The answer I wanted and eventually got out of them was that writing and speaking are their opportunity to show off their English and show the examiners just how much they know and can use.  I often say “The examiners can’t mark your head.  If you don’t speak it or write it, they can’t reward you for it.”  I’m sure a lot of us say the same. (3)

I suggested three grammatical structures that I knew the students were, supposedly, familiar with: relative pronouns, passives and conditionals.  We then spent a good 15-20 minutes reviewing the structure and, more importantly, the use of these different grammar points.

This was probably my favourite part of the lesson and showed again (see note 1 below) that while the students often recognize the labels of ‘relative pronouns’ or ‘passive voice’, they sometimes don’t have much of an idea about how or why they are used.  I don’t blame any previous teachers here; I think that if you are going to follow a coursebook (almost essential for an exam preparation class) you are really kind of stuck with how this grammar is presented in the book. (4)

The rest of the class went smoothly as the students completed the writing in about 10 minutes and then peer-checked each other’s texts after having gone through an example I wrote while they were writing theirs. (5)

So what did I get from the class?

I was once again saved by some quick thinking and yet more proof that less is more.  This simple idea, which I’d planned to only last about 20-30 minutes, filled the entire 90-minute lesson and the reason it did this is that I’m still bad at foreseeing how much time will be needed by my students to complete exercises, or how much scaffolding needs to be provided to get the learners ready for an activity.

I know that I’ll certainly use these activities again, probably several times but with a condensed vocabulary component at the beginning, at least for students who are already familiar with the process.

So where did it go wrong?

Well for my final class of the day, the PET preparation class, I tried to pad out the activity by giving them all the letters of the alphabet to deal with.  In hindsight this was stupid (and if you are thinking “What an idiot!” right now, I don’t blame you) but this brings me to my final point and the ‘a.k.a.’ of the title.  After having taught the same lesson twice in the same night, I felt I was just cheating if I repeated it a third time.  I tried to improvise, be creative and change a formula that was working.  D’oh!

While such a simple idea for an unplugged lesson would seem to be just that, simple or easy, I would warn you that such ideas are not always winners.  I’d like to give a word to the wise and say that when you find a lesson structure and a natural progression of activities that work, don’t be so eager to improvise around it and see what happens.  It might be a bit boring for you, but for each new class it’s fresh and that’s all that really matters.

Notes/Further Observations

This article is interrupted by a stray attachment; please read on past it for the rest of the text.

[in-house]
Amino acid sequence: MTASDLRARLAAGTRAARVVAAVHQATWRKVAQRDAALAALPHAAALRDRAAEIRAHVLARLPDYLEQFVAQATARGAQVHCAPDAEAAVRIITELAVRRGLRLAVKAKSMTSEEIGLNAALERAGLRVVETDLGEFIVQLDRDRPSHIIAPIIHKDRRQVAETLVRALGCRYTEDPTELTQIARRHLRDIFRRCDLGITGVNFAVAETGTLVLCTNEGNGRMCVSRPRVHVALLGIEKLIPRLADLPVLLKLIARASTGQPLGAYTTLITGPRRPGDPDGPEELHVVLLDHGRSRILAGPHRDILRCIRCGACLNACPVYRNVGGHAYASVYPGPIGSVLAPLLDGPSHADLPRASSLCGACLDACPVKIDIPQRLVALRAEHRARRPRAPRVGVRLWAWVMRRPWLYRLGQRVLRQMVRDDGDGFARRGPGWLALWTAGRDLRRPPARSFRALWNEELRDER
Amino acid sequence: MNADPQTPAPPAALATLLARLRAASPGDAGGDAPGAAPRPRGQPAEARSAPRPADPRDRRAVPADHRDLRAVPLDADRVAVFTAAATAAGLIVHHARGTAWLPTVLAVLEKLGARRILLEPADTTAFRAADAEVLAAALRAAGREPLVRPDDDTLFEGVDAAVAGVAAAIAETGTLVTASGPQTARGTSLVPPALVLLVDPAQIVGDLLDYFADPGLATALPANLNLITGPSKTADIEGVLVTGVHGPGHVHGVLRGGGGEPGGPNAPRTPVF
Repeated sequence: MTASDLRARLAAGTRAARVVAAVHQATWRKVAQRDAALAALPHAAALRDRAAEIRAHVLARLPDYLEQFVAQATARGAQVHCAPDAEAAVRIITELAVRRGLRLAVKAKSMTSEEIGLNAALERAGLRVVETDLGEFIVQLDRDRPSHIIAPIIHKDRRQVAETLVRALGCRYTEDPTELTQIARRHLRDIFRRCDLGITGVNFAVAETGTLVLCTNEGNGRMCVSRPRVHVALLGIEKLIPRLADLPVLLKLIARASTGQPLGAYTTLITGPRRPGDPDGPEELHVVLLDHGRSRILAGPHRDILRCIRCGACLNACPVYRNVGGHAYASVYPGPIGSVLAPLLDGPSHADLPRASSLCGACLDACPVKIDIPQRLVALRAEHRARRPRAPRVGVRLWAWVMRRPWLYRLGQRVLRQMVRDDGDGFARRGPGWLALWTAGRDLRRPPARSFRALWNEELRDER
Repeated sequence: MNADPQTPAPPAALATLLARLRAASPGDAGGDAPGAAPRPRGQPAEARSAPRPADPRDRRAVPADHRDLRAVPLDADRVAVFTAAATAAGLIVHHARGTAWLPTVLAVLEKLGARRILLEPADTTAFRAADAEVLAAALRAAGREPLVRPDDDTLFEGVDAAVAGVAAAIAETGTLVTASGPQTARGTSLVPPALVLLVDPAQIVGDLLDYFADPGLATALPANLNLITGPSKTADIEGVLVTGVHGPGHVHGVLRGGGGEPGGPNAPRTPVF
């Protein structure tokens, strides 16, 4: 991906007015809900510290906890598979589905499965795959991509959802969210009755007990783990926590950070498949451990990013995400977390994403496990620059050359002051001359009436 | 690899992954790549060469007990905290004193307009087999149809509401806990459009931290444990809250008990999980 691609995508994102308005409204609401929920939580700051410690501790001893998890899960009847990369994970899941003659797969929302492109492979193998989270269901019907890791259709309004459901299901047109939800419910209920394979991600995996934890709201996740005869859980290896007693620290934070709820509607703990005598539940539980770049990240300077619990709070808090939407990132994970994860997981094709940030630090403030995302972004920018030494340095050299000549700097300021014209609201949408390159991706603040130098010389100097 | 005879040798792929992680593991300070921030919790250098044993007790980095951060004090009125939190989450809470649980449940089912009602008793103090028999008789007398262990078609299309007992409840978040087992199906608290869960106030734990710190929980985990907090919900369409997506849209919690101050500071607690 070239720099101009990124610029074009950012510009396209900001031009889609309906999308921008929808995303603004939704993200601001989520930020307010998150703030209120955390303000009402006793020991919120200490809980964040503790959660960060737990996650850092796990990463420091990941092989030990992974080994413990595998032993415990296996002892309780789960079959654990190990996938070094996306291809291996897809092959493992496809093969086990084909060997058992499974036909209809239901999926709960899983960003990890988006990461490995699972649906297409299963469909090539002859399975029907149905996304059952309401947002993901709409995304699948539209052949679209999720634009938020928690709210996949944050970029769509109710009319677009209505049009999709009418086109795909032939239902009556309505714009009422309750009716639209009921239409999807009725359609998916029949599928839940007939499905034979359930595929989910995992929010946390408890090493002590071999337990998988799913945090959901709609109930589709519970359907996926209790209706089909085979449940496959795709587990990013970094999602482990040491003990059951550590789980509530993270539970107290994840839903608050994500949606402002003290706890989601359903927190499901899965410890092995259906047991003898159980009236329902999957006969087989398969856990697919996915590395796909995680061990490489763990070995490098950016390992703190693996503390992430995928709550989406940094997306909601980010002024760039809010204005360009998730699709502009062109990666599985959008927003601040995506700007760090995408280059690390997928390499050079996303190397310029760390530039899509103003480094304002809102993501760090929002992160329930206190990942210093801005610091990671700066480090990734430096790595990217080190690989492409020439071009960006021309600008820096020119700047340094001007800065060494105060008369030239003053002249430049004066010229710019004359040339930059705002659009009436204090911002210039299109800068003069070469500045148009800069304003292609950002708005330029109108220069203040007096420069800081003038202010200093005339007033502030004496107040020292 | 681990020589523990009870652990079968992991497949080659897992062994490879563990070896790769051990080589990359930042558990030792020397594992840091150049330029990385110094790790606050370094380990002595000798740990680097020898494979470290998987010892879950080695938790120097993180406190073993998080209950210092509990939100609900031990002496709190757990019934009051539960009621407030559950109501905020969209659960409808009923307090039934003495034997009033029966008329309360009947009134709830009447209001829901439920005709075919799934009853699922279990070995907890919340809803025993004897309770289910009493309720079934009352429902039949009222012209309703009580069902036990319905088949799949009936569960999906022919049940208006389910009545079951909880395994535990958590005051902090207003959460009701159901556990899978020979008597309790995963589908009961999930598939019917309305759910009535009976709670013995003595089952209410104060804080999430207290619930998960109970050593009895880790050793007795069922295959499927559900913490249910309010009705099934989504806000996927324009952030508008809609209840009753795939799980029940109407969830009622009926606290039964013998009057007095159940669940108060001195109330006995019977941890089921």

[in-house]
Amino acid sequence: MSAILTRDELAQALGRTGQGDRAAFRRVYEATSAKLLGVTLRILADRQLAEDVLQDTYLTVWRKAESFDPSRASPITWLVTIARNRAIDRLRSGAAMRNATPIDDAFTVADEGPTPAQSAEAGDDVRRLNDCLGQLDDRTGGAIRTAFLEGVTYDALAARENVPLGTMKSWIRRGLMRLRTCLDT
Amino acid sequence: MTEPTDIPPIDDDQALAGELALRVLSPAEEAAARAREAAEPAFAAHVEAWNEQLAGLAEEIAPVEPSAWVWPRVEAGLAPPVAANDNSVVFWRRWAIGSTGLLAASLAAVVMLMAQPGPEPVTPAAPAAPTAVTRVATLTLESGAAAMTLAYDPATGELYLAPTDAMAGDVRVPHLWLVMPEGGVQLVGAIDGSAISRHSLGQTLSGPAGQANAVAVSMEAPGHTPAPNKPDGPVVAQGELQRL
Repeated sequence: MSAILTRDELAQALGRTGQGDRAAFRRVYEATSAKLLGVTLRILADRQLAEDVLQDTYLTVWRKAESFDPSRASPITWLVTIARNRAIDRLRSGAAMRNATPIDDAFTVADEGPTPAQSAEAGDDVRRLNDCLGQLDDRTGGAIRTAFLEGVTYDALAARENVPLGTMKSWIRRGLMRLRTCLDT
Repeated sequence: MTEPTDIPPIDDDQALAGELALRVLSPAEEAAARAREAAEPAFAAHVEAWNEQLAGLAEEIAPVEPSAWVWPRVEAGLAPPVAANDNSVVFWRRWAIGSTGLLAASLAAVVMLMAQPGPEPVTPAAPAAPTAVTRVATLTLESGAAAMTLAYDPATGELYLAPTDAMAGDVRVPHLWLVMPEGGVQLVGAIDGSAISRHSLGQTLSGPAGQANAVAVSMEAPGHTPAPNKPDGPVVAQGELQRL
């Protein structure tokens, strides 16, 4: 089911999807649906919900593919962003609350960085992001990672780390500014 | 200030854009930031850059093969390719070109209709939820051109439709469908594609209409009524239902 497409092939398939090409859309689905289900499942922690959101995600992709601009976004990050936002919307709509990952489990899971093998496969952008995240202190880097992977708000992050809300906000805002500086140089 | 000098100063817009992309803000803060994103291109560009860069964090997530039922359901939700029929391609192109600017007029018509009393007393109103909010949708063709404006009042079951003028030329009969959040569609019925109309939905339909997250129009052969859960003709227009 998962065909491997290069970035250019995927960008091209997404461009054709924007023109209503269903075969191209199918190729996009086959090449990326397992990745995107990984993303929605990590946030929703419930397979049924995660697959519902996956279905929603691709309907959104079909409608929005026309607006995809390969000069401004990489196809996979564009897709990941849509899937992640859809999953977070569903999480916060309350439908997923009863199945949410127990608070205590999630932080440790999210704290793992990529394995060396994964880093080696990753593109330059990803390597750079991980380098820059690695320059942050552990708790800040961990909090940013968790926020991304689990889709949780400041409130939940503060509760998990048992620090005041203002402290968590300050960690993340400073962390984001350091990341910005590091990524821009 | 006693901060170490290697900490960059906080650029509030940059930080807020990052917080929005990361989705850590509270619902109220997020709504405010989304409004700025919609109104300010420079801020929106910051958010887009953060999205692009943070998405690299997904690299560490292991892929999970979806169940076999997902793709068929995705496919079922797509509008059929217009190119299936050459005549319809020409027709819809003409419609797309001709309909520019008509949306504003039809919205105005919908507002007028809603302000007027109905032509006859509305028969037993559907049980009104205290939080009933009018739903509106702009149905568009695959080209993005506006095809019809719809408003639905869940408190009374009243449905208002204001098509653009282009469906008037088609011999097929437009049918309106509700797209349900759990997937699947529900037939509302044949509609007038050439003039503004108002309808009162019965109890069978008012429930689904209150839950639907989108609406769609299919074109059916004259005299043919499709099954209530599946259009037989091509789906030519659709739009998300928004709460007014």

1

Thankfully none of the classes had problems with my definition of adjectives but the second category title, the adverbs, was another story.  Many of the students were a little lost at what I was asking for and I got a few adjectives suggested.  Now, I know I’ve used the term adverb with these students before, especially when looking at Cambridge Use of English practice, but I still can’t say I’m very surprised either – they know the words, the meta-language, but they aren’t so hot when it comes to knowing what an adverb actually is and what is does.  Giving a definition of an adverb without calling it ‘an adverb’ really stumped them.

Does this suggest that we should be trying to reduce meta-language more in the lessons?  I personally think so, but that isn’t the main point of this blog post.

2

I have a question for you?  How often do you actually try to do some of the tasks you set your students while in class?  This activity took me a little longer than I expected.  I hadn’t prepared anything beforehand so I was working alongside my students.  Under pressure to finish first and be ready for them, I did have a couple of moments where my mind went blank.  I see this not as an indication that I should have prepared more before class, but as a reminder that students sometimes need more time than we think they do.

In general, I try to do a few activities ‘with’ the class each lesson.  I think they appreciate seeing me work through what they are working through.  A teacher standing and watching isn’t inspiring and a teacher walking around and observing can be distracting.

3.

However, I am still dealing with some students’ attitude of “I know this and I’ll just do it on the day, don’t worry.”  I’ll let you know when (if) I find a fool-proof (or should I say teenager-proof) retort to that one.

4.

I think the problem is more that coursebooks are notoriously bad at using an abundance of meta-language to label the various sections and exercises.

5.

Again, when I can, I like to go through the process with the students.  This is what I wrote down in about 4 minutes – it was noticed that I actually only used two adverbs, not the three I’d asked for… no one is perfect. 🙂

My Favourite Time of the Day by Gordon